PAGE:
Amazon is using thermal cameras to screen warehouse workers for COVID-19

It might be faster and safer than temperature checks.

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This picture taken on on October 22, 2019, shows a new Amazon warehouse, part of mobile robotic fulfilment systems also known as 'Amazon robotics', in Bretigny-sur-Orge, some 30kms south of Paris. (Photo by Philippe LOPEZ / AFP) (Photo by PHILIPPE LOPEZ/AFP via Getty Images)

Amazon is exploring different technological approaches to screening warehouse workers for COVID-19. The internet retailer has confirmed to Reuters that it’s using thermal cameras at some warehouses to check for fevers that may be indicative of the new coronavirus. The company didn’t explain the decision, but the method should be faster and safer than conventional methods that require checking everyone with a forehead thermometer.

Workers said Amazon still asks for a thermometer check (reportedly required by an international standard) on anyone the thermal cameras flag, although that method involves slipping the thermometer through a plexiglas screen. The cameras could nonetheless be safer by reducing the amount of contact between employees, both for screeners and those who’d otherwise have to queue up for checks.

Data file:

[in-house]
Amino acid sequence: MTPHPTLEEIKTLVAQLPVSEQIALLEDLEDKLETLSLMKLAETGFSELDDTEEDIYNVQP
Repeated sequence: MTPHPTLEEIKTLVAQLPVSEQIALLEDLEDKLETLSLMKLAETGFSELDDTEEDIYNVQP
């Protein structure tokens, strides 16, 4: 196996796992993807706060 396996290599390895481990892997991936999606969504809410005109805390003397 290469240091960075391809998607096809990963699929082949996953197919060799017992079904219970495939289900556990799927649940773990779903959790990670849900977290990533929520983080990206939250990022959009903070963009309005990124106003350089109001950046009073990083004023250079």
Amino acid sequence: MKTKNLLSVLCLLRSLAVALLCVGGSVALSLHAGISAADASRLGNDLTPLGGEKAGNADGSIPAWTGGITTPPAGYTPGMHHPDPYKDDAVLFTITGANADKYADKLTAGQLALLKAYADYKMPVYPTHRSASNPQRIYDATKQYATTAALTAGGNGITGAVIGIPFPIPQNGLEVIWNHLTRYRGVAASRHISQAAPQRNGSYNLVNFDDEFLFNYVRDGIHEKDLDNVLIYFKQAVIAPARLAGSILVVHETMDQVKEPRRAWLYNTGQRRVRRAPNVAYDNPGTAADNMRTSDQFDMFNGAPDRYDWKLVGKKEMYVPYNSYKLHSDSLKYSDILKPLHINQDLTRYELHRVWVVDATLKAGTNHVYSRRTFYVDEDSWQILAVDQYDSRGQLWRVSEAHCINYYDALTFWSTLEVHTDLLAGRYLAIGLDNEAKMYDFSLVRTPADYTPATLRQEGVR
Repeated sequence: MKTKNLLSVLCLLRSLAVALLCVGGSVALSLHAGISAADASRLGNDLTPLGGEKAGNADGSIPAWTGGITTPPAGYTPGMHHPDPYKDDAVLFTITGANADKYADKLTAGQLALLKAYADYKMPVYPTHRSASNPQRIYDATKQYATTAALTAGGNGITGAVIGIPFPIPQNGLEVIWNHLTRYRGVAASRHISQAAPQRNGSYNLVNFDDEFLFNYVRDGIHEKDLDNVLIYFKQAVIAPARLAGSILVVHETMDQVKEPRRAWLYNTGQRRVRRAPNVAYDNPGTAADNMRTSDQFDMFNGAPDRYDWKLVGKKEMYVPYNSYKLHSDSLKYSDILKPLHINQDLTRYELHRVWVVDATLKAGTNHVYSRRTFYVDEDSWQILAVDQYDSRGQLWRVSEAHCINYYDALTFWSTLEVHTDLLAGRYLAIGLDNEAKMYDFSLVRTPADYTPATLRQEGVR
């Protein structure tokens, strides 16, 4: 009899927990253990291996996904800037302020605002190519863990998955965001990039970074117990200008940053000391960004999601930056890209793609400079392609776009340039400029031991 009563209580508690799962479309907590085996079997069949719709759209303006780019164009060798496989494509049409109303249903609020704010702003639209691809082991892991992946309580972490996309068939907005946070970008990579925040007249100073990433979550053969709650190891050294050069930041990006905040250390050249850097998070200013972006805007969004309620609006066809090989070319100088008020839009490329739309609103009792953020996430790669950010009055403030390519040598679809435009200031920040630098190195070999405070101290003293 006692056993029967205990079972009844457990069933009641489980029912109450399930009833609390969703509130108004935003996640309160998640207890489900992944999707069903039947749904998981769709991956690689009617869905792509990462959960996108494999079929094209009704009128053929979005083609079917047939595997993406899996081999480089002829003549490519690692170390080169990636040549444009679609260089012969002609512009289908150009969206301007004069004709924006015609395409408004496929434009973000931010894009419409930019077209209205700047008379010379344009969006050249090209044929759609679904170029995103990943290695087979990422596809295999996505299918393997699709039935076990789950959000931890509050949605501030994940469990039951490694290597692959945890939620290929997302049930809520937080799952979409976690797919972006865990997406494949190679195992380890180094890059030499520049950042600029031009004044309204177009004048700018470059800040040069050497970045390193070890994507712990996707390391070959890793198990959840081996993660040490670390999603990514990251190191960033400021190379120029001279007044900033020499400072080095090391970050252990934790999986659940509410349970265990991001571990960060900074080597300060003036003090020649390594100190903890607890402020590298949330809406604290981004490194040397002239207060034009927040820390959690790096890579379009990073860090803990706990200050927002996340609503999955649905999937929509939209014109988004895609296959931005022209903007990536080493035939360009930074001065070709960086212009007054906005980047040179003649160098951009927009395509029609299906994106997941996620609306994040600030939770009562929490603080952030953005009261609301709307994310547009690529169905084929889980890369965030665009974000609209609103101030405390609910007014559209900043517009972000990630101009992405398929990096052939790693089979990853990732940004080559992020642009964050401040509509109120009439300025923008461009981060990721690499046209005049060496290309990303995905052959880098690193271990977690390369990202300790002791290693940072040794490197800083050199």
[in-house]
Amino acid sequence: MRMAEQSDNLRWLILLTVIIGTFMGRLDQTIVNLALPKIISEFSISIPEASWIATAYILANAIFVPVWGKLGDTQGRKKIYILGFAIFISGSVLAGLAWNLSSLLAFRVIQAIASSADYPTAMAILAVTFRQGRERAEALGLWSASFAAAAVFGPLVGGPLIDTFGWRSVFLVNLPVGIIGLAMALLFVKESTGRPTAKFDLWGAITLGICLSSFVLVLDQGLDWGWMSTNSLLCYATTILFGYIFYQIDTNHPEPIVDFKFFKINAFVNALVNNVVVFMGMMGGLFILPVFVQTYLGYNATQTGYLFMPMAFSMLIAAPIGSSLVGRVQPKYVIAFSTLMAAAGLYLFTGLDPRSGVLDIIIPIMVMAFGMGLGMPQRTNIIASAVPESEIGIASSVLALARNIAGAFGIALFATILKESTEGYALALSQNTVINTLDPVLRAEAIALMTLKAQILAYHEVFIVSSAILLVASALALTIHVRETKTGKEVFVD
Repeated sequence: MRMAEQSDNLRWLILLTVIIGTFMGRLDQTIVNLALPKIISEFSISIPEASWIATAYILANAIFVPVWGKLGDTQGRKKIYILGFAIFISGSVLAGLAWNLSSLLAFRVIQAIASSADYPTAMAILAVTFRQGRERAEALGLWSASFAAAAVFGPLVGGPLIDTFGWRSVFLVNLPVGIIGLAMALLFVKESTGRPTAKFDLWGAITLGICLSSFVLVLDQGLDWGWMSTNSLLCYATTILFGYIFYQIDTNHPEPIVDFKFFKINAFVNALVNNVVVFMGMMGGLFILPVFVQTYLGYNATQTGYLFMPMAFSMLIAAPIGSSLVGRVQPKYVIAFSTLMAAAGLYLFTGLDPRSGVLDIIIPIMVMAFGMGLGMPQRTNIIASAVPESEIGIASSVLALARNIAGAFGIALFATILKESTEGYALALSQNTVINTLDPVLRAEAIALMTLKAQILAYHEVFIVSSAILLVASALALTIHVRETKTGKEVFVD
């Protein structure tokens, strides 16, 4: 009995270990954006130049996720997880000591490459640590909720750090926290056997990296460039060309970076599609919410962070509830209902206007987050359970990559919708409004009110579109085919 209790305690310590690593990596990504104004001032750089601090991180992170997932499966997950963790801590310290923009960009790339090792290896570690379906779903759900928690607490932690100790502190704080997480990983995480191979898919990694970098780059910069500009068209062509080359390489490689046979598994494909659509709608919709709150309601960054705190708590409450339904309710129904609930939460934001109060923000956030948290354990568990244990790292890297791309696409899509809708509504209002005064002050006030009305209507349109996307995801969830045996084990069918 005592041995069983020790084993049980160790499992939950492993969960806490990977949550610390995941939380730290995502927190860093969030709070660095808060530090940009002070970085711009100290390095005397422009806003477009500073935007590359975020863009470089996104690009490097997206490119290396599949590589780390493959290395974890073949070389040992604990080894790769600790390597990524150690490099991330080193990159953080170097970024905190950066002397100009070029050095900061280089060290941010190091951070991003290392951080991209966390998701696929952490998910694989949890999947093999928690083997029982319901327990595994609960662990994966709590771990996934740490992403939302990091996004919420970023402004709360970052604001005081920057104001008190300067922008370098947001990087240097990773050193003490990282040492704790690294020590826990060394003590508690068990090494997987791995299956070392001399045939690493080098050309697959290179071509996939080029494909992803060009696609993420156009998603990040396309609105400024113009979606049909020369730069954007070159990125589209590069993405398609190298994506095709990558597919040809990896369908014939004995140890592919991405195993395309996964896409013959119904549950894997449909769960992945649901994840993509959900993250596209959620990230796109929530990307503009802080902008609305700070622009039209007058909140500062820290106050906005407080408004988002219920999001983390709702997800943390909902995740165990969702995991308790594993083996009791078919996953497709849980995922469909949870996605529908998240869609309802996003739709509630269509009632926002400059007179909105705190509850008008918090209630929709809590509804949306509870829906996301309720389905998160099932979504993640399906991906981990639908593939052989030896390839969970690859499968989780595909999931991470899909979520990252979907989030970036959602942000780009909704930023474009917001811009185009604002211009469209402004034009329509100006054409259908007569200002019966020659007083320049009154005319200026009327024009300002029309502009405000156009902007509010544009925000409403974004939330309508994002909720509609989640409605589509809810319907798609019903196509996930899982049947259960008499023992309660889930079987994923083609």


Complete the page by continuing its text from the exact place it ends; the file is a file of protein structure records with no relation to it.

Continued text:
It’s not certain how many warehouses are using the cameras, although Whole Foods is also expected to replace thermometer checks with cameras at its stores.

The move likely won’t completely assuage fears that warehouse staff might infect each other with the virus. It certainly won’t address accusations that Amazon is firing critics of its labor practices, including its COVID-19 safety measures. However, this does suggest the company is aware of the importance of safe, effective screening. Infections would not only cost business, but risk creating serious supply disruptions at a time when many people worldwide are relying heavily on Amazon to deliver essentials.

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